Deep ocean contributions to sea level rise and Earth's energy budget
Event: 2014 Ocean Surface Topography Science Team Meeting
Session: Science Results from Satellite Altimetry: Regional and basin-scale processes and sea level rise
Presentation type: Type Oral
Contribution: PDF file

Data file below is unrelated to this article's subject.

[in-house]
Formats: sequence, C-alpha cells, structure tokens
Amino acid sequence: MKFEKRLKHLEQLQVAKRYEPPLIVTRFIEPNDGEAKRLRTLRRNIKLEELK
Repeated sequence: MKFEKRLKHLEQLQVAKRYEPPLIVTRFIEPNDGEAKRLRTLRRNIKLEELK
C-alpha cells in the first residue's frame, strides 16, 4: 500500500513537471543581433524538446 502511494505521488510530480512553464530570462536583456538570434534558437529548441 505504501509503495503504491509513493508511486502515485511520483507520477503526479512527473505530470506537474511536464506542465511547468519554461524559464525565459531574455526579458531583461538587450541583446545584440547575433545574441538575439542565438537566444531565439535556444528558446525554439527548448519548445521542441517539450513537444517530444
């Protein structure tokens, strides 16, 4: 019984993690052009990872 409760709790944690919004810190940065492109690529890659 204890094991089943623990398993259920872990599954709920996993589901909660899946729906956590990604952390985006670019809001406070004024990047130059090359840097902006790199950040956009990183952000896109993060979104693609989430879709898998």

As the dominant reservoir for the uptake of heat in the climate system, the world's oceans provide a critical measure of global climate change. Here, we quantify ocean warming in the context of global mean energy uptake and sea level rise for the recent years between 2005 and 2013. Four different analyses of in situ observations (Argo floats) are examined to estimate the thermal expansion of ocean waters from the surface to 2000m depth. The in situ observations yield a thermosteric global mean sea level trend of 0.9+/-0.15 mm/yr, of which the warming in the 700-2000m layer accounts for 42%. The in situ data-based thermal expansion together with estimates of ocean mass increase from satellite observations (GRACE) imply a net global mean sea level rise of 2.9+/-0.18 mm/yr. The agreement between this combined estimate and direct satellite measurements of global mean sea level rise (2.78+/-0.32 mm/yr over this period) leaves little to no room for possible warming in the ocean below 2000m. Nevertheless, taking errors from all sources into consideration, we find an upper bound of 0.59 mm/yr in thermal expansion and 0.35 W/m2 in net warming -expressed as a net radiative imbalance at the top of the atmosphere- for this deep ocean layer. From 2005 to 2013, the combined analysis suggests that the full-depth ocean has rates of thermal expansion of 0.77 ± 0.28 mm/yr and warming of 0.64 ± 0.44 W/m2.